Sedona is a pretty little town nestled among magnificent mountains that are a constant backdrop of dramatic shapes and colors.  It is clearly a prosperous place and streets, curbs and sidewalks are pristine and welcoming.  It is also the home to a host of art galleries and we had obviously arrived in a town with a profound caring for the arts.  We introduced ourselves to the folk at the Sedona Arts Center and were shown to the space we would occupy as a studio for the next week.  SAC is a facility that any community would be proud to embrace.  A large modern gallery space opens onto one of the town’s busiest streets, has large, flexible exhibition spaces and offices above an extensive ceramics facility. Behind that, a very large parking lot, and several acres of vacant land.  All of this, populated with a friendly and helpful staff that ensured we had everything we needed during our stay.

Jan had called a meeting in the studio space on Saturday morning and we were finally introduced to our fellow artists:

Cindy Kittridge:  Fiber Artist, Writer from Cascade, MT

Jim Kittredge:  Calligrapher, Jeweler, Designer from Cascade, MT 

Meagan Abra Blessing:  Painter from Bozeman, MT

Michael Blessing:  Painter/Musician from Bozeman, MT

Sheri Trepina:  Collage and Watercolor Artist from Kalispell, MT  

Linda Katsuda:  Printmaking/Mixed-media Artist from Whitefish, MT 

Jan Shanahan:  Fiber Artist from Whitefish, MT  

On Sunday evening, SAC had organized a welcoming party at the beautiful home of one of its patrons, but as we were getting ready to drive to this home, we were treated to a personal experience of their “monsoon season”!  It has been a long time since we have experienced that much rain in so short a period of time.  The water was literally 2” deep on the roads.  Visibility…not much.  Everywhere is hard and rocky and the water simply flows over the landscape.  Those beautiful red mountains spouted mini waterfalls and the temperature hovered around 80 degrees F.  It was really quite an exciting ride…and the party was a great time to meet our hosts.

The next week was an extremely pleasant time, spent mostly in the studio space where we worked on individual pieces and received visitors who came by to see what we were doing. (The camaraderie in the room increased daily, and we parted a group of friends who have promised to revisit in the future.)  On Wednesday, at the end of a day in the studio, we all walked to the Cowboy Grill where Jan and the foundation took us to an excellent dinner.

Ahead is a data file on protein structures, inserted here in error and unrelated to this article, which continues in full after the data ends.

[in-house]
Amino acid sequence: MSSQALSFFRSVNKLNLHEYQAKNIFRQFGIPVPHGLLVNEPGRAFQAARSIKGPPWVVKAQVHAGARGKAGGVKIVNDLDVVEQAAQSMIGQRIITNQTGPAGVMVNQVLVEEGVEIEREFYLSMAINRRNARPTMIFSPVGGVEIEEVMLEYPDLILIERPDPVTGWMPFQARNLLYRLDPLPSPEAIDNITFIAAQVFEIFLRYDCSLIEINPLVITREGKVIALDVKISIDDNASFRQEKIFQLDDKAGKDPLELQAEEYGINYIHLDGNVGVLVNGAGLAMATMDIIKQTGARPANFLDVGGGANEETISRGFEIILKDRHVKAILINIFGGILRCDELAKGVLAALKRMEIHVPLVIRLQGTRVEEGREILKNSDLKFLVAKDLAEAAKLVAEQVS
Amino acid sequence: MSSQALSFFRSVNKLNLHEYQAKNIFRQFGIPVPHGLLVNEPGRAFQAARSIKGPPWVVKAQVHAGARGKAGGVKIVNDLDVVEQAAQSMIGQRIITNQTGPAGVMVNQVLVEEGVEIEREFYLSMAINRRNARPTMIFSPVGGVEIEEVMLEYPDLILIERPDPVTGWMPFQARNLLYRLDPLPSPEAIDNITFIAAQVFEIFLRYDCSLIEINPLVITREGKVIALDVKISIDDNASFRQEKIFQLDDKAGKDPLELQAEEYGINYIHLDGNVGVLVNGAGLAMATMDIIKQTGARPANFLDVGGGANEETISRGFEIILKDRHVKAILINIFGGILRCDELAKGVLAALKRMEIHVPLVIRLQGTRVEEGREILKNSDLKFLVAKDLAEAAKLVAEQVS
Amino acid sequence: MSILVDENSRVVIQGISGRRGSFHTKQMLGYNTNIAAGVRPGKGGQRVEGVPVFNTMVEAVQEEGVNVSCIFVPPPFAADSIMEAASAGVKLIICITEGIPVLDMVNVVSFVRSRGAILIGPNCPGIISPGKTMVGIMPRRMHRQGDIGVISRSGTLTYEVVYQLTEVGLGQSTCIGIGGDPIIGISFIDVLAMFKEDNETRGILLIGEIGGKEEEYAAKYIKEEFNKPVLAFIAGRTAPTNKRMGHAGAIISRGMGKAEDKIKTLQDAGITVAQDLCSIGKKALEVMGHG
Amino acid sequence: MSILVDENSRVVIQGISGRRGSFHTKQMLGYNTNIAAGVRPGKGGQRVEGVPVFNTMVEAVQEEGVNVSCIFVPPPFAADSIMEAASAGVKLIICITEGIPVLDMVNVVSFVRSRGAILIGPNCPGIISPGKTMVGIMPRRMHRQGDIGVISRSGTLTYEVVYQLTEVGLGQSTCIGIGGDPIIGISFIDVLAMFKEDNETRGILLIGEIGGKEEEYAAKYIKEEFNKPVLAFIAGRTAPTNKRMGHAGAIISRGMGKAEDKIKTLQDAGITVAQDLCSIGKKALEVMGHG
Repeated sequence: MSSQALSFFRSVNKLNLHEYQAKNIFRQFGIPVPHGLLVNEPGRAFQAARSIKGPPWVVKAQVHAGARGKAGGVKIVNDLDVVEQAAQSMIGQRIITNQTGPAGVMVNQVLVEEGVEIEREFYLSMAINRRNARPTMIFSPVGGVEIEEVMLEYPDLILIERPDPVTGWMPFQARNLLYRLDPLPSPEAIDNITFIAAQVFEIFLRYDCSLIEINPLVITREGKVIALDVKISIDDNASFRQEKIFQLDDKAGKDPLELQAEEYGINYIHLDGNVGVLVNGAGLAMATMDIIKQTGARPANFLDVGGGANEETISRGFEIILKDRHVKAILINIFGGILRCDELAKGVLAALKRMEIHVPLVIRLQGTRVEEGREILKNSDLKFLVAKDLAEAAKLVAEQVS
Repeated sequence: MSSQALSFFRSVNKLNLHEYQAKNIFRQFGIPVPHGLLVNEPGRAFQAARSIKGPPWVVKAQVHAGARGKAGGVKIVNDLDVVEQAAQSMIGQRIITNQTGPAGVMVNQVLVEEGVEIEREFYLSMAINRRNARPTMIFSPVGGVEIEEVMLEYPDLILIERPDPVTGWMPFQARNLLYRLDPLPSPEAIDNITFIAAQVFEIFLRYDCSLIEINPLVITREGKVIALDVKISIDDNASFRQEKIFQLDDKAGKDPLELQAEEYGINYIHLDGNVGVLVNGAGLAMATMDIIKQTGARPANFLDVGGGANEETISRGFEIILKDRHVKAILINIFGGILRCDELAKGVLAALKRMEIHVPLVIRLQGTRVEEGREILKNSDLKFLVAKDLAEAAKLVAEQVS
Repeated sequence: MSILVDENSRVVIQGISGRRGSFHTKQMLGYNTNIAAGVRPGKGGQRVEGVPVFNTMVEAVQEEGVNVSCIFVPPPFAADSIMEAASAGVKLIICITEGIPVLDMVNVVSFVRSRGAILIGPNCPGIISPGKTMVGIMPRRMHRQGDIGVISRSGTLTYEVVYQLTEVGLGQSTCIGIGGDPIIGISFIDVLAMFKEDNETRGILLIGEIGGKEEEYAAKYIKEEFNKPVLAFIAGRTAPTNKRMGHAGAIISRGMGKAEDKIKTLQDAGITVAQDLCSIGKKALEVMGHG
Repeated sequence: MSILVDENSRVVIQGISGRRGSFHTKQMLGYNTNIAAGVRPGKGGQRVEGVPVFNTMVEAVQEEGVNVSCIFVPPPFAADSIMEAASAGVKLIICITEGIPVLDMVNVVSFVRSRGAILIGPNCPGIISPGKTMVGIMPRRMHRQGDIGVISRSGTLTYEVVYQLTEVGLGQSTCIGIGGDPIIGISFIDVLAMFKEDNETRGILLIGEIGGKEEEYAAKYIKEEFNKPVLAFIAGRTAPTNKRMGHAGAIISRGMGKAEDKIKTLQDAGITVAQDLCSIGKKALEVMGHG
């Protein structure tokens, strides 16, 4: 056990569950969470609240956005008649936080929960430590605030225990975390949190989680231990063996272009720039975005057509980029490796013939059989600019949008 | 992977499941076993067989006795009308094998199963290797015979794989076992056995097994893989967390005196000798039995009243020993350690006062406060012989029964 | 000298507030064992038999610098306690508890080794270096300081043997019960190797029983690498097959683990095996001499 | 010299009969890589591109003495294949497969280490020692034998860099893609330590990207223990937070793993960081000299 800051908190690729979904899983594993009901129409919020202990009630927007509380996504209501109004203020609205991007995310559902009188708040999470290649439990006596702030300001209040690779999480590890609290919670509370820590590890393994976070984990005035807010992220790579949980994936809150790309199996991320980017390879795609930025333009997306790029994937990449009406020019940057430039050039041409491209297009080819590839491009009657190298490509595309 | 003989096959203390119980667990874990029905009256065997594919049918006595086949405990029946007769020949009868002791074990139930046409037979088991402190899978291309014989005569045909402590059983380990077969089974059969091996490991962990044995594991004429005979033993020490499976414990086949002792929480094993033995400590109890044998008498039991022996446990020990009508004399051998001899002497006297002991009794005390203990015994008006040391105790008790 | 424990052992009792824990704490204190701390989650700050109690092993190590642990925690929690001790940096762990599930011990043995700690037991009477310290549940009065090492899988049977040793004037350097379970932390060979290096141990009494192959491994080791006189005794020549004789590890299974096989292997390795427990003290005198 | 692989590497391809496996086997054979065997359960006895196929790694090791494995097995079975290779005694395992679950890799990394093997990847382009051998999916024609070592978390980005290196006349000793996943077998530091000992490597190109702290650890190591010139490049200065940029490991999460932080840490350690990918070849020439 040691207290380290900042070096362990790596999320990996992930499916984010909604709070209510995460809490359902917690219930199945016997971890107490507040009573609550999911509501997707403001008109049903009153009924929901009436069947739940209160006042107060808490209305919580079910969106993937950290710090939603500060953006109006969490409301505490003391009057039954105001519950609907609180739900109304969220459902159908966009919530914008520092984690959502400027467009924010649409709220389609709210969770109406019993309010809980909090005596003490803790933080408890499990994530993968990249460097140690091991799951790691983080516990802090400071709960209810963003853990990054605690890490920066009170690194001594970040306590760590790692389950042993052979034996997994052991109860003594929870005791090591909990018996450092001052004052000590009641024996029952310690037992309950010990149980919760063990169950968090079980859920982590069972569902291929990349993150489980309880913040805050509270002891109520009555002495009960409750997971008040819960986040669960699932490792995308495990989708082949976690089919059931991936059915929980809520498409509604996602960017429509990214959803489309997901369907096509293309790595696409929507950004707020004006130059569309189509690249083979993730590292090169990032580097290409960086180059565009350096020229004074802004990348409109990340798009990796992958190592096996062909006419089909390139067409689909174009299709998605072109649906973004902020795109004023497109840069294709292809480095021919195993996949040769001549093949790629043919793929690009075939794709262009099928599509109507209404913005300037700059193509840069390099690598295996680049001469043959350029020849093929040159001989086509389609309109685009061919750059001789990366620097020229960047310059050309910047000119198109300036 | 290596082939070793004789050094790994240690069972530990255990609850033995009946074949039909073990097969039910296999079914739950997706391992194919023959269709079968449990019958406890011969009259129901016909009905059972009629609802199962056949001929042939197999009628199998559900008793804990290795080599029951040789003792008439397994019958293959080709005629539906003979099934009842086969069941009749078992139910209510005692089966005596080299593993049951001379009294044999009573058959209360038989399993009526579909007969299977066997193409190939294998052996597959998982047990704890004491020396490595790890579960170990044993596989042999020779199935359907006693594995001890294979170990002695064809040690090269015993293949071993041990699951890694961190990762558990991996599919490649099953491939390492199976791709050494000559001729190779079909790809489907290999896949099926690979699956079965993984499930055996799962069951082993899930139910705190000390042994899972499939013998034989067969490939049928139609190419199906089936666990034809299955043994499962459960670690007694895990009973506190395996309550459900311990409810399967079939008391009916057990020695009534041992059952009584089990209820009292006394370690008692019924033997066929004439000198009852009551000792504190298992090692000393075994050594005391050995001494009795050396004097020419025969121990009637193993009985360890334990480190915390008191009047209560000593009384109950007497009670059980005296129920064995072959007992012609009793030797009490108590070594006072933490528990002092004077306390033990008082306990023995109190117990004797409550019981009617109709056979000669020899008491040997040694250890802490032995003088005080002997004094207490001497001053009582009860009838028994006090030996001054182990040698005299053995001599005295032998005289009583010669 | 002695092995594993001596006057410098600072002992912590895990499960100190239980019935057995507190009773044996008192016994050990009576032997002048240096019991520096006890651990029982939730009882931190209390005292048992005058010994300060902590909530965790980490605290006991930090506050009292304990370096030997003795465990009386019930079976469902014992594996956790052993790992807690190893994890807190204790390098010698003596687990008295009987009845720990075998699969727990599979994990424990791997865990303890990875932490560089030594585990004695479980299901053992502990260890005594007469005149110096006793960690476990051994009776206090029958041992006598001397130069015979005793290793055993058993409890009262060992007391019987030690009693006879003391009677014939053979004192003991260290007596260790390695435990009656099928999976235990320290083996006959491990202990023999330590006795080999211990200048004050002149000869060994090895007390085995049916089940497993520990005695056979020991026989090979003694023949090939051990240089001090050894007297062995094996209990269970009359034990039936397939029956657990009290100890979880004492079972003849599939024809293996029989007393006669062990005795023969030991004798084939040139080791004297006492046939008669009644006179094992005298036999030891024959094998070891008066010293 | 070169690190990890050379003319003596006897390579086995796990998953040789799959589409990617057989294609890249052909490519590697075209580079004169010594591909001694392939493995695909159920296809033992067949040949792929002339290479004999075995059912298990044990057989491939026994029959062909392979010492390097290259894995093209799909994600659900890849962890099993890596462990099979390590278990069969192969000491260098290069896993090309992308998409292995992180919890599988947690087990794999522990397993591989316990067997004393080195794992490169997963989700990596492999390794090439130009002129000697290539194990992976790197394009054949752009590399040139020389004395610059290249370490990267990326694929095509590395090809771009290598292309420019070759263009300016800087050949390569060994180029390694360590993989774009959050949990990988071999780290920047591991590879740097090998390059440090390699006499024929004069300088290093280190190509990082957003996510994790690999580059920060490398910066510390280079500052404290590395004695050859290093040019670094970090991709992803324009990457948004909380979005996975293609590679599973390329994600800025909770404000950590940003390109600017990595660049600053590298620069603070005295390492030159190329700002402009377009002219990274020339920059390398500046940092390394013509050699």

Every day was loosely organized, allowing us to spend some time exploring Sedona and its surrounding area, and we managed to spend time in most of the town’s galleries.  We drove south to Montezuma’s Well where we literally had the place to ourselves.  In a high, rocky plain, a sink hole perhaps 500 feet in diameter drops dramatically to a deep pool of water fed by subterranean springs.  The Hopi people believe that this vent in the earth is their birth passage and that they entered the world from this place.  It is held sacred by other contemporary Native American peoples also, and was a center of occupation for pre-Colombians whose ancient dwellings still cling to the cliff just below the rim.  A ranger that we met on our walk told us of a petroglyph site close by and we decided to visit that the next day.  V bar V Ranch Petroglyph site is a small, but almost perfectly preserved cliff of rock carvings and figures and even though the sun was very hot, we found ourselves standing for a long time in front of these wonders.

On Friday, the Sedona Art Center was a part of a monthly “Art Walk” and had mounted a large “Members” exhibition.  We were working in the space adjacent to this exhibit and were invited to be a part of it.  It was a very lively evening and we received many, many visitors.  It was a perfect way to end our time in Sedona and next morning we drove up the winding road through Oak Creek Canyon and west, back to Las Vegas.

It had been a wonderful 10 days, where we made some great connections with new people and a new place.  We feel very fortunate to have been included in this first “Fire & Ice” exchange and look forward to hosting the folks from Sedona when they visit Whitefish next summer.  We would like to extend a very special “Thank You” to Jan Shanahan for allowing us to be part of her dream.  She is a wonderfully generous person with great vision–it’s been a pleasure working with her!                                      

–John & Souheir

 

 

Southern Italy

SOUTHERN ITALIAN SPRING SOJOURN 2016

by John & Souheir Rawlings

 

We are sitting in our room at the Ginestrelle Artist Retreat in the mountains that rise behind the beautiful little town of Assisi.  It is a quiet Sunday morning and a soft rain is falling on the spring flowers that are everywhere in this green landscape.  We are wondering how the past couple of weeks slipped by so quickly and are aware of the fact that we have not found the time to report on our adventure…and of course, this is an attempt to do so.

We left Montana early on the 27th of April and made an easy connection in Seattle for New York–A couple of hours there and another connection to Malpensa, Milan where we had an 8 hour layover while we waited for a plane to Bari in Puglia.  Neither of us were up to staying in an airport lounge for such a long time, so we found a little hotel across from the airport, rented a room, and slept for 6 hours!